Bear Paw Battlefield

Bear Paw Battlefield

Chinook 59523,Havre Area

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The Nez Perce Campaign of 1877

In the summer of 1877, five bands of Nez Perce, including some Palouse allies, began a 1,300-mile journey from northeastern Oregon and central Idaho through Montana Territory. In less than four months, about 800 people, including 125 warriors, herded more than 2,000 horses and carried whatever possessions they could manage on this long and difficult trek. They pushed forward, not because of an eagerness to reach their destination, but because they were being pursued by U.S. Army troops under the command of General Oliver 0. Howard.

Howard had orders to place them on a reservation in Idaho, in compliance with US policy at that time to place all tribes on reservations. Although the Nez Perce tried to evade the pursuing soldiers, they were attacked or forced into battle at White Bird Canyon (Idaho), Clearwater River (Idaho), Big Hole (Montana), Camas Meadow (Idaho), and Canyon Creek (Montana). The Nez Perce traveled first to the buffalo country of the Yellowstone River to seek assistance from their Crow allies.

When the Crow were unable to assist, the Nez Perce bands turned north to join Sitting Bull, who had taken refuge in Canada after the Little Bighorn Battle, just one year earlier. Knowing they were several days’ march ahead of their pursuers, the exhausted Nez Perce stopped to rest on September 29 along Snake Creek, just north of the Bear Paw Mountains and about forty miles short of the Canadian border.

The Nez Perce were unaware that Colonel Nelson A. Miles had been dispatched from the Tongue River Cantonment (near today’s Miles City, Montana) to intercept them. With elements of the 7th and 2nd Cavalries, the 5th Mounted Infantry and 30 to 40 Cheyenne and non-Indian scouts, Miles’ command totaled 400 men. The troops crossed the Missouri River by steamer and approached the Nez Perce camp. On September 29, Miles ordered his men to camp 12 miles southeast of the Nez Perce.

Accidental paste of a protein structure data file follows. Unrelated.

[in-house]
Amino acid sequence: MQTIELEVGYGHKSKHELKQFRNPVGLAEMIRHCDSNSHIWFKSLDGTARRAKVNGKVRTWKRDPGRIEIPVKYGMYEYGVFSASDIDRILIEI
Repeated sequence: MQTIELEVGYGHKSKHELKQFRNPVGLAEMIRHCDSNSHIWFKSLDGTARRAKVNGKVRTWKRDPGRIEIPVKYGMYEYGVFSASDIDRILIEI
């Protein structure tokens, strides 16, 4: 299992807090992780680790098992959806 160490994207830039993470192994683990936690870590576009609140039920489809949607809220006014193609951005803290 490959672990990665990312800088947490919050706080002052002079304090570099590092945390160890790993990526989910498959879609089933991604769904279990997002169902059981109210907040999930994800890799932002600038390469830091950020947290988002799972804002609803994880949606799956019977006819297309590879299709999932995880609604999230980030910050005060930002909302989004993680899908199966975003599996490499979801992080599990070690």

The Battle

About 4 a.m. on September 30, army scouts alerted Colonel Miles of the Nez Perce camp. Miles ordered his troops to march, expecting to surprise and overwhelm the Nez Perce with a sudden attack. In the Nez Perce camp, people awoke to cold weather. Early morning calm was soon shattered as the alarm went out, “Enemies right on us … soon the attack!” The 7th Cavalry’s frontal attack resulted in heavy hand-to-hand combat. The 2nd Cavalry made a flanking movement and separated the Nez Perce from their horses. The 5th Infantry secured a high bench to the south, but the Nez Perce held their position and prevented any further advance.

Both sides suffered heavy casualties the first day. Unable to defeat the Nez Perce, the troops besieged the camp. On October 4, General Howard’s troops arrived as reinforcements. During the battle, the Army lost 23 men, and 45 more were wounded. The Nez Perce lost 30 people with another 46 wounded. Chief White Bird and about 150 Nez Perce managed a night escape from camp and fled to Canada.

On the afternoon of October 5, the final day of the battle, Chief Joseph, speaking for the remaining Nez Perce, agreed to quit fighting and offered his rifle to Colonel Miles. Thus ended the Battle of the Bear Paw and the Nez Perce Campaign.

“Hear me, my chiefs, I am tired; my heart is sick and sad, From where the sun now stands, I will fight no more forever.”


During the surrender negotiations, Colonel Miles agreed that the Nez Perce could return to the Nez Perce Reservation in Idaho. He was soon overruled by his superiors. The 431 Nez Perce were first escorted to the Tongue River Cantonment in eastern Montana, then to Fort Abraham Lincoln in North Dakota, next to Fort Leavenworth in Kansas, and eventually to Indian Territory in Oklahoma. Chief Joseph and Yellow Bull lobbied for the return of their people to Idaho for the next eight years. Many of the Nez Perce died in Oklahoma, a place so foreign to them.

In 1885, with the support of Miles and others, 118 Nez Perce were returned to Idaho. The remaining 150, including Chief Joseph, were sent to the Colville Reservation in the state of Washington.

Visiting Bear Paw Battlefield

Bear Paw Battlefield is located 16 miles south of Chinook, Montana, via US Route 2 and County Road 240. A self-guided trail, picnic tables, and restrooms are available. Overnight camping is not permitted. Bear Paw Battlefield is a unit of Nez Perce National Historical Park and is managed by the National Park Service.

Bear Paw Battlefield is the final stop on the Nez Perce National Historic Trail. The 1,300-mile trail starts in Joseph, Oregon, and follows the path of the non-treaty Nez Perce bands during the 1877 Campaign. The trail passes through federal, tribal, state, local and privately owned lands.

Pictures above depict monument and offerings in tribute to the dead.

Reprinted from National Park Service brochure.


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